Noah Smithwick, author of The Evolution of a State or Recollections of Old Texas Days is said to have remarked that ...."life in the early days of Texas was an adventure for men and dogs, but hell on women and horses."

He must not have met Texas women like Sarah Jane Newman better known as Sally Skull.

She was such a legend that frontier mothers scolded their children with "you better be good or Sally Skull will get you."

"The piercing, steel-blue eyes under the bonnet's brim spoke with as much authority as her decided tone and the two cap-and-ball revolvers strapped at her waist. The horses continued along unmolested as the cowmen eased their mounts aside. They all knew Sally Skull by reputation and chose not" to cross her. Sally Skull made her own rules and defied convention in many ways other than riding astride when society dictated that ladies use only sidesaddles. A superb horsewoman, she roped and rode as well as any man. She could pick flowers with her blacksnake whip or with equal nonchalance leave the plaited imprint of its thong across the shoulders of an obstreperous man. Her language was strong and she was rated a champion cusser, her aim over the sight of either of the two sixshooters at her belt was true, and she delighted in either an evening of draw poker or of dancing at a fandango. In all, she took five husbands, and according to old legends, shot one of them and died at the hands of the last" wrote Dan Kilgore in the Texas Folklore Society Number XLIII, Legendary Ladies of Texas.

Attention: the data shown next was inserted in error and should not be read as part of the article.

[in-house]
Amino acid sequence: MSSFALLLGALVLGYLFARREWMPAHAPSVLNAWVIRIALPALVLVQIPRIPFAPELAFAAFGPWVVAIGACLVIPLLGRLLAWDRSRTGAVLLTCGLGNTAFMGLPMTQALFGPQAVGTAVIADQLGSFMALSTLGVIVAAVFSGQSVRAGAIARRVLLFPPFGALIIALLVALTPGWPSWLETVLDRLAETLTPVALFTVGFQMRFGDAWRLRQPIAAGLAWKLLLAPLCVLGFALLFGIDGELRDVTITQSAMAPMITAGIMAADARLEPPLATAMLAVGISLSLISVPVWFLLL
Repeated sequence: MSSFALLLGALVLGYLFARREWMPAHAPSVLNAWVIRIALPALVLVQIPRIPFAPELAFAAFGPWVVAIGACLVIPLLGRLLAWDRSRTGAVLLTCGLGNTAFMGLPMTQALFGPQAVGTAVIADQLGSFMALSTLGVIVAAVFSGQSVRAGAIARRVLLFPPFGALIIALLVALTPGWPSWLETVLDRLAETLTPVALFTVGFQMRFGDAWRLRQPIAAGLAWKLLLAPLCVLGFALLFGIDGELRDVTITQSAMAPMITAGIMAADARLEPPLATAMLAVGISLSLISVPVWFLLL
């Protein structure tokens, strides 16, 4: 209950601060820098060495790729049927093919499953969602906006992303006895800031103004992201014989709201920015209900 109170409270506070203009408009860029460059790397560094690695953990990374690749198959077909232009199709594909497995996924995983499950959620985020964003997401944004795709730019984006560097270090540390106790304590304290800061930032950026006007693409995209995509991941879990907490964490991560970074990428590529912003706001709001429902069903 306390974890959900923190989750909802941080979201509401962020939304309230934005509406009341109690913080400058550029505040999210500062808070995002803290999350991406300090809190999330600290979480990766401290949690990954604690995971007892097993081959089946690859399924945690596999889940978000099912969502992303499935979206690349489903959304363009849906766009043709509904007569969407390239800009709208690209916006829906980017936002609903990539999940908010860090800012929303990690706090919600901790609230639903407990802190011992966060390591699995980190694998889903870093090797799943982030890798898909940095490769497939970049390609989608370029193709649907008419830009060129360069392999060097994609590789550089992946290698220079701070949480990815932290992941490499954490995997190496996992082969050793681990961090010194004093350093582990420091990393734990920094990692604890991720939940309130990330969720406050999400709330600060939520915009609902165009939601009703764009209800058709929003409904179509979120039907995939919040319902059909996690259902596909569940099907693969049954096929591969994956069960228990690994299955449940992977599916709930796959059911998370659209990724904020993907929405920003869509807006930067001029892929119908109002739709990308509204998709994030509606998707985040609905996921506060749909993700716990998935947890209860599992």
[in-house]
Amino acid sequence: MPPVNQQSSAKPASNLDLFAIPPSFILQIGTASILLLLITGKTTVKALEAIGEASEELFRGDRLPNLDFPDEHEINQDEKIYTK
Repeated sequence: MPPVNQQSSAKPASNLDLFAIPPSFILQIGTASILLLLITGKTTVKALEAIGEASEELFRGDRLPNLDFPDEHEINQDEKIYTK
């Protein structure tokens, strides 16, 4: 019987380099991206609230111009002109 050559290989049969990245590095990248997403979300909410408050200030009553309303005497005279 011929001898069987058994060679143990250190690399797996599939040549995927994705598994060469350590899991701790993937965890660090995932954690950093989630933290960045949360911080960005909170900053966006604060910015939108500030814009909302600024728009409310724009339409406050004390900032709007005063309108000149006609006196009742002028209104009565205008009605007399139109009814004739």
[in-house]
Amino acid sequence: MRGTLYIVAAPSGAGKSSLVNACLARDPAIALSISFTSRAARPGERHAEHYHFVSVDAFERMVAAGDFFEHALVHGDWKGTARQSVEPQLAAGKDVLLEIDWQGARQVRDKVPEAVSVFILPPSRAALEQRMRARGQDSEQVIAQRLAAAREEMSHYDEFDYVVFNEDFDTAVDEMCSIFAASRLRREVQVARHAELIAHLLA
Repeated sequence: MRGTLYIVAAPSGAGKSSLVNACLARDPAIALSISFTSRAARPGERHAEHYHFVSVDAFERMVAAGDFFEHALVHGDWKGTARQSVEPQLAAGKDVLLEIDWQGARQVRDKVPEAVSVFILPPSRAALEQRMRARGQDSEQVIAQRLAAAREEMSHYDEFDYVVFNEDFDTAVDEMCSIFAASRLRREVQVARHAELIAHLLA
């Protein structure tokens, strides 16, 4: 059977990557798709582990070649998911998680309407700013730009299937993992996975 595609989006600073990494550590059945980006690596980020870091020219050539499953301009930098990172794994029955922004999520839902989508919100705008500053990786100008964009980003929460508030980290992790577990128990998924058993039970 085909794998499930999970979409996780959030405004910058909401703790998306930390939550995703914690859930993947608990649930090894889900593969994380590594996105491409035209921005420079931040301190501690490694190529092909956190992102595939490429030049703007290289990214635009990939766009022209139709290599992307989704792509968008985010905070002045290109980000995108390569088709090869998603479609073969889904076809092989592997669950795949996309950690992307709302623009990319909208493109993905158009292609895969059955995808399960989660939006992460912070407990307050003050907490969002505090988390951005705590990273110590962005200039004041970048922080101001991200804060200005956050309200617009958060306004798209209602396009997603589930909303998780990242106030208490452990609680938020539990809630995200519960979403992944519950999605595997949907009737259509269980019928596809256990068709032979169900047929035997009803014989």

One story goes that when confronted by hostile Indians creeping toward the house a frightened man removed the lock from his gun and pretended it was broken. "I wish I was two men," he said, "then I would fight those Indians." "If you were one man," cried Sally, "you would fight them. Give me that gun."

J. Frank Dobie summarized that "Sally Skull belonged to the days of the Texas Republic and afterward. She was notorious for her husbands, her horse trading, freighting, and roughness."

Dan Kilgore's complete article "Two Sixshooters and a Sunbonnet: The Story of Sally Skull" is reprinted here.